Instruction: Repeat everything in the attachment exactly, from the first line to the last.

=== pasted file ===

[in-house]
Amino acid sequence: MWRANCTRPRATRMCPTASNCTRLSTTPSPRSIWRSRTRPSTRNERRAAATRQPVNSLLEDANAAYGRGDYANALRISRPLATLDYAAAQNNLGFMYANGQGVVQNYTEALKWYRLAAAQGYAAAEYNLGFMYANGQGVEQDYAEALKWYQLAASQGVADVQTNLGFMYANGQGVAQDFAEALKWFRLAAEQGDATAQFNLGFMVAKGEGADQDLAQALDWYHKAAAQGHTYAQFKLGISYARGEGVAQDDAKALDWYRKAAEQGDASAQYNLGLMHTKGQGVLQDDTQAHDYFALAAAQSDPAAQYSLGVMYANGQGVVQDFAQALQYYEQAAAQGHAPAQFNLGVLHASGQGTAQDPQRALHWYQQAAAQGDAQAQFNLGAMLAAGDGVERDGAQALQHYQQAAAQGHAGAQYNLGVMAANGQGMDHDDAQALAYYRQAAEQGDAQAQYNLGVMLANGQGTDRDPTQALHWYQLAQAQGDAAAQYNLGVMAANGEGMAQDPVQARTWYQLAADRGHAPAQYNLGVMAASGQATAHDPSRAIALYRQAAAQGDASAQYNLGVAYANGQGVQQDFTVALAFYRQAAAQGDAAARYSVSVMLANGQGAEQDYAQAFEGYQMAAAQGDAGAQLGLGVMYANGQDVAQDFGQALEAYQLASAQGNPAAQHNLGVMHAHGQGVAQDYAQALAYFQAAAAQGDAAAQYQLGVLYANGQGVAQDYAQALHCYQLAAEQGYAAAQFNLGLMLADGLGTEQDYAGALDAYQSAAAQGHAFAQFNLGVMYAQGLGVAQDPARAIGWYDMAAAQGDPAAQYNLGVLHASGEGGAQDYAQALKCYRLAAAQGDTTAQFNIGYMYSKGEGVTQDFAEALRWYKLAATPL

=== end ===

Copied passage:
[in-house]
Amino acid sequence: MWRANCTRPRATRMCPTASNCTRLSTTPSPRSIWRSRTRPSTRNERRAAATRQPVNSLLEDANAAYGRGDYANALRISRPLATLDYAAAQNNLGFMYANGQGVVQNYTEALKWYRLAAAQGYAAAEYNLGFMYANGQGVEQDYAEALKWYQLAASQGVADVQTNLGFMYANGQGVAQDFAEALKWFRLAAEQGDATAQFNLGFMVAKGEGADQDLAQALDWYHKAAAQGHTYAQFKLGISYARGEGVAQDDAKALDWYRKAAEQGDASAQYNLGLMHTKGQGVLQDDTQAHDYFALAAAQSDPAAQYSLGVMYANGQGVVQDFAQALQYYEQAAAQGHAPAQFNLGVLHASGQGTAQDPQRALHWYQQAAAQGDAQAQFNLGAMLAAGDGVERDGAQALQHYQQAAAQGHAGAQYNLGVMAANGQGMDHDDAQALAYYRQAAEQGDAQAQYNLGVMLANGQGTDRDPTQALHWYQLAQAQGDAAAQYNLGVMAANGEGMAQDPVQARTWYQLAADRGHAPAQYNLGVMAASGQATAHDPSRAIALYRQAAAQGDASAQYNLGVAYANGQGVQQDFTVALAFYRQAAAQGDAAARYSVSVMLANGQGAEQDYAQAFEGYQMAAAQGDAGAQLGLGVMYANGQDVAQDFGQALEAYQLASAQGNPAAQHNLGVMHAHGQGVAQDYAQALAYFQAAAAQGDAAAQYQLGVLYANGQGVAQDYAQALHCYQLAAEQGYAAAQFNLGLMLADGLGTEQDYAGALDAYQSAAAQGHAFAQFNLGVMYAQGLGVAQDPARAIGWYDMAAAQGDPAAQYNLGVLHASGEGGAQDYAQALKCYRLAAAQGDTTAQFNIGYMYSKGEGVTQDFAEALRWYKLAATPL